• 31. 8. Scoops 9. Empty receptacles (200 ltrs capacity) 10. Portable air driven pumps 11. Oil boom 12. Oil spill dispersants. These items must be stowed in an easily accessible locker, clearly marked, and is to be brought on deck ready for immediate use, prior to all oil transfer operations. During Bunkering Procedures - Checklist 1. Witness taking and sealing of 2 representative product samples  2. Monitor fuel connections for leaks fuel flow and control tank levels 3. Change over of tanks whenever necessary. 4. Checking the rate at which bunkers are received. 5. Checking the tightness/slackness of mooring ropes. 6. Checking trim/list of the bunker barge & the ship. 7. Continuous monitoring/look outs for the vessel's position(when at anchor). During bunkering, the above checklist must be filled up and continuous monitoring of the above secified items are required till the bunkering operation is complete.  After Bunkering Procedures: On completion of the bunkering operations, with the ship-barge co-ordination, the line should be blown with air to make sure the line is not filled with oil. The after-bunker checklist is followed. After Bunker Checklist 1. Bunker Valve closed 2. Disconnect hose (drain before disconnecting) 3. Check barge/truck meter Reading: 4. Check ships meter Reading: 5. Sign Bunker Delivery Receipt BDR No.:(Bunker Delivery Report/Note). 6. Retain BDR with product sample Mohd. Hanif Dewan, Senior Engg. Lecturer, International Maritime Academy, Bangladesh. 31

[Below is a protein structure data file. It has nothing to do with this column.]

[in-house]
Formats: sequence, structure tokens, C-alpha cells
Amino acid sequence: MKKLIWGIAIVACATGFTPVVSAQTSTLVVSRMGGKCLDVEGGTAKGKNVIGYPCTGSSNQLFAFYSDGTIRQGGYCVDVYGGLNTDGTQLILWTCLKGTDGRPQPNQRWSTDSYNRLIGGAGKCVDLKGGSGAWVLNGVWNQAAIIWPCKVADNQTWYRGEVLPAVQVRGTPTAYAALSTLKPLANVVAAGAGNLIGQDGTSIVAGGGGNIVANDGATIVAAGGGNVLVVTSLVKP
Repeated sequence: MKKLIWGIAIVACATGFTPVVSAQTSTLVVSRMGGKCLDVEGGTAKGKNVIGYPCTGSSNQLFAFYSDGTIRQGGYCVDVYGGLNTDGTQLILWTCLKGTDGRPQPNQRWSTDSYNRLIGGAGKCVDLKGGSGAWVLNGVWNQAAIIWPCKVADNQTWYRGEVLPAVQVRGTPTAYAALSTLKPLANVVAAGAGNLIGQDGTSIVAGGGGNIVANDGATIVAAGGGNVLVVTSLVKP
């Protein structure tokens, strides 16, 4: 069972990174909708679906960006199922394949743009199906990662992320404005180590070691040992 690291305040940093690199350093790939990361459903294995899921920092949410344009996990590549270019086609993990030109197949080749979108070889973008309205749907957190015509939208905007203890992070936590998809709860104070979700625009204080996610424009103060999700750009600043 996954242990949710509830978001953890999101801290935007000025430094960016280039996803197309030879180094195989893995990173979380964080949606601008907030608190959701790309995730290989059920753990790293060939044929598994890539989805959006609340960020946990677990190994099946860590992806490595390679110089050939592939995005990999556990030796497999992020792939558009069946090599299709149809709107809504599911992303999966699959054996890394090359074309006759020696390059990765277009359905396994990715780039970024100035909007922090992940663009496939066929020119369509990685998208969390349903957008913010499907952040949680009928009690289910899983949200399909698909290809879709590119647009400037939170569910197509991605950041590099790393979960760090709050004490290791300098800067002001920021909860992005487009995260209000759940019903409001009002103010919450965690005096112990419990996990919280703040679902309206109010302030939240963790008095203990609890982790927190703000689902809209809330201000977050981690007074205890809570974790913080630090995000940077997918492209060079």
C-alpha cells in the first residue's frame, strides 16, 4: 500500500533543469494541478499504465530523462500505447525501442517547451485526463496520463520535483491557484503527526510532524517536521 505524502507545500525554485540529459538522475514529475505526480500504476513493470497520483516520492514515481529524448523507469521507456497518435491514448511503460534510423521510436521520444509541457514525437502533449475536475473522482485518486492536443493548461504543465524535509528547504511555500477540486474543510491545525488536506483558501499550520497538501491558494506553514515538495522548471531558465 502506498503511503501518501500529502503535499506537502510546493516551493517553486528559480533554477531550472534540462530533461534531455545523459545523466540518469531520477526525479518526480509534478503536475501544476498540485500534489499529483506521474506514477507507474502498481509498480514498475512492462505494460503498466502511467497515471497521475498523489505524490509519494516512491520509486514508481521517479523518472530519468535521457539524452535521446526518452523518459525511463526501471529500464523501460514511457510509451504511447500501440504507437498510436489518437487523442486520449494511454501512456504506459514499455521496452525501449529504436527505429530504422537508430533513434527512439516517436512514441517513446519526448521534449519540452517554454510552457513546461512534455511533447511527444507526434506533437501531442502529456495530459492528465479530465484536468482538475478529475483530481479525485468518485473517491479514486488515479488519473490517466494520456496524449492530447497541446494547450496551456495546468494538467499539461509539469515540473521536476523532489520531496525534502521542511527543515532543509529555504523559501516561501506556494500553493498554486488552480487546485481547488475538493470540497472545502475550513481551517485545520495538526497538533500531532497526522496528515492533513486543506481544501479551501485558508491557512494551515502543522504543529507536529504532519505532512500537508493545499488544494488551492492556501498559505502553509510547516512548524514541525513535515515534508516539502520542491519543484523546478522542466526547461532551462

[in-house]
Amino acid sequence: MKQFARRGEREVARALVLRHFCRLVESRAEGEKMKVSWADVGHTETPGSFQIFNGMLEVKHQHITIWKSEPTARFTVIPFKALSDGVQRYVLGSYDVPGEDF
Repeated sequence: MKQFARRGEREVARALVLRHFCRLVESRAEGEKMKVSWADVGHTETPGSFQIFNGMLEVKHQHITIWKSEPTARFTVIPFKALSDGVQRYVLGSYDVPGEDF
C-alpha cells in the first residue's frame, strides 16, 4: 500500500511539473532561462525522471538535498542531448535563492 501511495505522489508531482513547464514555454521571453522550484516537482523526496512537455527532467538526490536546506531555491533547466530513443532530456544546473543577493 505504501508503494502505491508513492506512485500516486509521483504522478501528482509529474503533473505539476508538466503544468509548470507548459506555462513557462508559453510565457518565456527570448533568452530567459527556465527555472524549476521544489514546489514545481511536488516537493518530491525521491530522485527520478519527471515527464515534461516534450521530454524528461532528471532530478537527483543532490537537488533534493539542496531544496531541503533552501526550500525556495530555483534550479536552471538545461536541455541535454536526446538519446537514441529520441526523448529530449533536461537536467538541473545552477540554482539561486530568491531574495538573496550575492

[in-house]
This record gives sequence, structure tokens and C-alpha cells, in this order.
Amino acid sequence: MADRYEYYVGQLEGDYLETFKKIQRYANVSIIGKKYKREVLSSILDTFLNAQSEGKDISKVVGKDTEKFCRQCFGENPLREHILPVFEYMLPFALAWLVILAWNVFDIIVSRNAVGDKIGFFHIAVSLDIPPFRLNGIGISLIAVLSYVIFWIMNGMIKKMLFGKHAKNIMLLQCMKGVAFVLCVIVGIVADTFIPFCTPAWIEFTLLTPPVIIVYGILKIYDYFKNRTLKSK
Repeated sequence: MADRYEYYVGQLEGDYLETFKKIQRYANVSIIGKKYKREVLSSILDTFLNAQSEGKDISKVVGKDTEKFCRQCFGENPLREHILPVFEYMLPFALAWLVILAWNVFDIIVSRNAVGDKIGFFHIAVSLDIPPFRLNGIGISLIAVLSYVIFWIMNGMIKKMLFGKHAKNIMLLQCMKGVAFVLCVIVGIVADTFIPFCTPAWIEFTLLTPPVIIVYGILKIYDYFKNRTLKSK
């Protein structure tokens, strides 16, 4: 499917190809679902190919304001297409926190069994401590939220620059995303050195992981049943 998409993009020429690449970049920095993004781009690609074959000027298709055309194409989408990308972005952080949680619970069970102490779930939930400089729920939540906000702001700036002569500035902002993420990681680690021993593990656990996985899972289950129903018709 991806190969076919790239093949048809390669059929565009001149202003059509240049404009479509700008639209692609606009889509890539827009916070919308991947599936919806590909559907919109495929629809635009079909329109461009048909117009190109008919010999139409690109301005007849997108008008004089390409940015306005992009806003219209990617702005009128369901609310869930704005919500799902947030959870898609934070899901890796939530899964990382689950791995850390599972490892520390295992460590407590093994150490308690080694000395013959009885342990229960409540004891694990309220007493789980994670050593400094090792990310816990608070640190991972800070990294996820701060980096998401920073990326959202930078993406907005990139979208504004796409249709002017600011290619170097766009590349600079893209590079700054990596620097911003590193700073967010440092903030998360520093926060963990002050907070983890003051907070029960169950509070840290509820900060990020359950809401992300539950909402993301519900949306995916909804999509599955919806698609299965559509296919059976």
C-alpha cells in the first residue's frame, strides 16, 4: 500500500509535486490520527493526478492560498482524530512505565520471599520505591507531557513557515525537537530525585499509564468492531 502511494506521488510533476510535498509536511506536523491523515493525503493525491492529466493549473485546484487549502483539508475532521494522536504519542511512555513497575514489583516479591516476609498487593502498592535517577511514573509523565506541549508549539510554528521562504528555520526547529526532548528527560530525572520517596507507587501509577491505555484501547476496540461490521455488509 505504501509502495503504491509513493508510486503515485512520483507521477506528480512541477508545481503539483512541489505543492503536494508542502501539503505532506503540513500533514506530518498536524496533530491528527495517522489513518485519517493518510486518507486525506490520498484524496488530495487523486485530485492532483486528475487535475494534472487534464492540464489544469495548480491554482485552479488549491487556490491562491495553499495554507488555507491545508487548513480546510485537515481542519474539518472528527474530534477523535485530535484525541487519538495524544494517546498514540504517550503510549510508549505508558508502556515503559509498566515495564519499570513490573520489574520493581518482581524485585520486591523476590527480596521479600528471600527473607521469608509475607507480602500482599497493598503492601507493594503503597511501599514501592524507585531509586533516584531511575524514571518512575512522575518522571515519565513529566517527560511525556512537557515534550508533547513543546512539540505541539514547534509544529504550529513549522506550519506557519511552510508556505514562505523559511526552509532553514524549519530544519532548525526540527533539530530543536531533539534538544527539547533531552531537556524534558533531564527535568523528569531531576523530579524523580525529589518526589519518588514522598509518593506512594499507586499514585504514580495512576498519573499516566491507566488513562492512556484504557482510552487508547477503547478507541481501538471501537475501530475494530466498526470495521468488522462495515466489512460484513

• 32. 7. SOPEP plan returned to bridge 8. Clean up gear stowed / Oil boom returned 9. Bravo Flag/Red light stowed/switched off 10. Remove and pack away warning/safety signs 11. Foam fire extinguisher placed back in correct location 12. Complete Oil Record Book 13. Master informed of completion 14. Confirm in Oil Record Book Bunkering checklist completed  Quantity Calculation & Temperature-Density Correction: After bunkering of various fuel oil tanks, the quantity in each bunkered tank must be calculated to cross-check whether the received quantity of oil matches the requisition. For calculating the quantity, "sounding" of the tanks which are "bunkered" must be taken. The "Density" of the fuel oil supplied vary from place to place. It also varies with the temperature. As a thumb rule, the density of fuel oil decreases with increase in temperature. So, when the oil is supplied at a higher temperature, then the volume of oil supplied is less than what is supplied at lesser temperature. Oil Temperature ----------------------------Density ------------------------------- Volume Of Oil Supplied Increases--------------------------------------Decreases------------------------------------Lesser Decreases--------------------------------- ---Increases -------------------------------------More Also the formula which is generally used for temperature-density correction is as follows: MT = (Temperature Corrected density * Actual Sounded Volume). Temperature Corrected Density can be calculated with the under-mentioned fomula: Temperature corrected Density = Density of Fuel Oil @ 15 degree Celsius * [1- {(t1-15) * 0.00064}] Where, t1 stands for temperature of oil in bunker tanks in degree Celsius, 0.00064 is the correction factor, volume of oil in m^3 (actual sounded volume), is obtained from the sounding table. Mohd. Hanif Dewan, Senior Engg. Lecturer, International Maritime Academy, Bangladesh. 32